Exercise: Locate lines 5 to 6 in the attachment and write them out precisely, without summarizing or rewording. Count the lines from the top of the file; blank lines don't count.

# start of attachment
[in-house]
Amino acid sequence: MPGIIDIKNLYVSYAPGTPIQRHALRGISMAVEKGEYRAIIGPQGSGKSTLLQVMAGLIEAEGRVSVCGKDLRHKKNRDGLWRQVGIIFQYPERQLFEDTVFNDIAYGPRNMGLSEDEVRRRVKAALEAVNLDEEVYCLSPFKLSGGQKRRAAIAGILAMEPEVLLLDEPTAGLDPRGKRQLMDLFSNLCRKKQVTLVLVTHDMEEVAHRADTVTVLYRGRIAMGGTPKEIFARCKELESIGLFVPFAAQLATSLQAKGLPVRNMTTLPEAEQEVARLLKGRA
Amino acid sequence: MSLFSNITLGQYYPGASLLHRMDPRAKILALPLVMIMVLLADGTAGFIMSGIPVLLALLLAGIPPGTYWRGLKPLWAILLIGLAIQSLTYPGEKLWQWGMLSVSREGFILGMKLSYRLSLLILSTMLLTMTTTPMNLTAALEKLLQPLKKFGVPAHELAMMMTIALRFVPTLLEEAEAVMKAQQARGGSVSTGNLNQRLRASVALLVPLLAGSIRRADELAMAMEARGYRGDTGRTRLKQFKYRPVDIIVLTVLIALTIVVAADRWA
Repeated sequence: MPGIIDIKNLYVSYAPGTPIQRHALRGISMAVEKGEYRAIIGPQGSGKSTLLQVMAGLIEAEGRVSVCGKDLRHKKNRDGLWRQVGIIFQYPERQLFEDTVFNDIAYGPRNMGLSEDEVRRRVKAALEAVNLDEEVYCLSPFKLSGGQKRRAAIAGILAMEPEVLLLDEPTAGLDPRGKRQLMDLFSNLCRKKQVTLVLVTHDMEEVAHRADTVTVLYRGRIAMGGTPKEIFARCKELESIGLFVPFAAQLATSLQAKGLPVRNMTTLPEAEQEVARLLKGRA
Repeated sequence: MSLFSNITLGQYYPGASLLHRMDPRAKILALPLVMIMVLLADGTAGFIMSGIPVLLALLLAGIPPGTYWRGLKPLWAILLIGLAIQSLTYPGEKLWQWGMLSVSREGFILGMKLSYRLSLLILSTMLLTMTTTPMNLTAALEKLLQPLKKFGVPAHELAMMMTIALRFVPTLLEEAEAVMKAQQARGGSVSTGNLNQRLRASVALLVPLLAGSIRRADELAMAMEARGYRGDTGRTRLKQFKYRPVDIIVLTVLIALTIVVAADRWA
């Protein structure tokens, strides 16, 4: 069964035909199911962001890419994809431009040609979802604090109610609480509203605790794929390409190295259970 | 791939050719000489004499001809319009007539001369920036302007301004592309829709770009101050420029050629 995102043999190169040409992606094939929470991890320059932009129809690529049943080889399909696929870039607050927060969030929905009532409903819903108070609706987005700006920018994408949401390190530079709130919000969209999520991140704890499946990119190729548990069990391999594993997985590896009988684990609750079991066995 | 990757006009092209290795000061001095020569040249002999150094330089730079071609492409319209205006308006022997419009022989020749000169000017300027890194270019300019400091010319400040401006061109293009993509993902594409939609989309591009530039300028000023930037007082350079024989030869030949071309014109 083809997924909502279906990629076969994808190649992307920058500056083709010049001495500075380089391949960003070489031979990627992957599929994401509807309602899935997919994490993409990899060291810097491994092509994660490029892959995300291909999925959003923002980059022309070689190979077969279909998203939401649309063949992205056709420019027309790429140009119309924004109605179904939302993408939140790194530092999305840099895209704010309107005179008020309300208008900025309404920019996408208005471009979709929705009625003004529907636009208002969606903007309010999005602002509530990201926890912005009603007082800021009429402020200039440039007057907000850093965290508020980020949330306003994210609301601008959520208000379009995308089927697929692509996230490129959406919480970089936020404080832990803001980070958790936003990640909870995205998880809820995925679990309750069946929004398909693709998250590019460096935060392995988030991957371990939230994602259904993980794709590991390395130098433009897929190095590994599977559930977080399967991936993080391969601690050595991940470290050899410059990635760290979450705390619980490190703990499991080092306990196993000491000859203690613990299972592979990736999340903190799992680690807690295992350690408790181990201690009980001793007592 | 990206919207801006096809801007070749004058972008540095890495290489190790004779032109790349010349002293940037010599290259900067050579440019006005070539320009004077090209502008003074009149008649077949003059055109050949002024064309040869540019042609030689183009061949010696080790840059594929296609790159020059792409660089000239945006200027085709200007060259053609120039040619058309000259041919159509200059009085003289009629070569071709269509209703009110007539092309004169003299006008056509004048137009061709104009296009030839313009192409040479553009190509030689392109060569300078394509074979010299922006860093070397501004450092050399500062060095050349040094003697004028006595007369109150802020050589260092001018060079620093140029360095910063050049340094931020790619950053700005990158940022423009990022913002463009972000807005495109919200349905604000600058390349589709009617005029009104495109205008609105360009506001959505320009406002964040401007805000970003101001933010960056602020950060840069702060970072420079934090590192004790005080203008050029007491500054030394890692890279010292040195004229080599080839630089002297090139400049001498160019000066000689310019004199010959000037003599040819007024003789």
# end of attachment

Repeated sequence: MSLFSNITLGQYYPGASLLHRMDPRAKILALPLVMIMVLLADGTAGFIMSGIPVLLALLLAGIPPGTYWRGLKPLWAILLIGLAIQSLTYPGEKLWQWGMLSVSREGFILGMKLSYRLSLLILSTMLLTMTTTPMNLTAALEKLLQPLKKFGVPAHELAMMMTIALRFVPTLLEEAEAVMKAQQARGGSVSTGNLNQRLRASVALLVPLLAGSIRRADELAMAMEARGYRGDTGRTRLKQFKYRPVDIIVLTVLIALTIVVAADRWA
């Protein structure tokens, strides 16, 4: 069964035909199911962001890419994809431009040609979802604090109610609480509203605790794929390409190295259970 | 791939050719000489004499001809319009007539001369920036302007301004592309829709770009101050420029050629 995102043999190169040409992606094939929470991890320059932009129809690529049943080889399909696929870039607050927060969030929905009532409903819903108070609706987005700006920018994408949401390190530079709130919000969209999520991140704890499946990119190729548990069990391999594993997985590896009988684990609750079991066995 | 990757006009092209290795000061001095020569040249002999150094330089730079071609492409319209205006308006022997419009022989020749000169000017300027890194270019300019400091010319400040401006061109293009993509993902594409939609989309591009530039300028000023930037007082350079024989030869030949071309014109 083809997924909502279906990629076969994808190649992307920058500056083709010049001495500075380089391949960003070489031979990627992957599929994401509807309602899935997919994490993409990899060291810097491994092509994660490029892959995300291909999925959003923002980059022309070689190979077969279909998203939401649309063949992205056709420019027309790429140009119309924004109605179904939302993408939140790194530092999305840099895209704010309107005179008020309300208008900025309404920019996408208005471009979709929705009625003004529907636009208002969606903007309010999005602002509530990201926890912005009603007082800021009429402020200039440039007057907000850093965290508020980020949330306003994210609301601008959520208000379009995308089927697929692509996230490129959406919480970089936020404080832990803001980070958790936003990640909870995205998880809820995925679990309750069946929004398909693709998250590019460096935060392995988030991957371990939230994602259904993980794709590991390395130098433009897929190095590994599977559930977080399967991936993080391969601690050595991940470290050899410059990635760290979450705390619980490190703990499991080092306990196993000491000859203690613990299972592979990736999340903190799992680690807690295992350690408790181990201690009980001793007592 | 990206919207801006096809801007070749004058972008540095890495290489190790004779032109790349010349002293940037010599290259900067050579440019006005070539320009004077090209502008003074009149008649077949003059055109050949002024064309040869540019042609030689183009061949010696080790840059594929296609790159020059792409660089000239945006200027085709200007060259053609120039040619058309000259041919159509200059009085003289009629070569071709269509209703009110007539092309004169003299006008056509004048137009061709104009296009030839313009192409040479553009190509030689392109060569300078394509074979010299922006860093070397501004450092050399500062060095050349040094003697004028006595007369109150802020050589260092001018060079620093140029360095910063050049340094931020790619950053700005990158940022423009990022913002463009972000807005495109919200349905604000600058390349589709009617005029009104495109205008609105360009506001959505320009406002964040401007805000970003101001933010960056602020950060840069702060970072420079934090590192004790005080203008050029007491500054030394890692890279010292040195004229080599080839630089002297090139400049001498160019000066000689310019004199010959000037003599040819007024003789």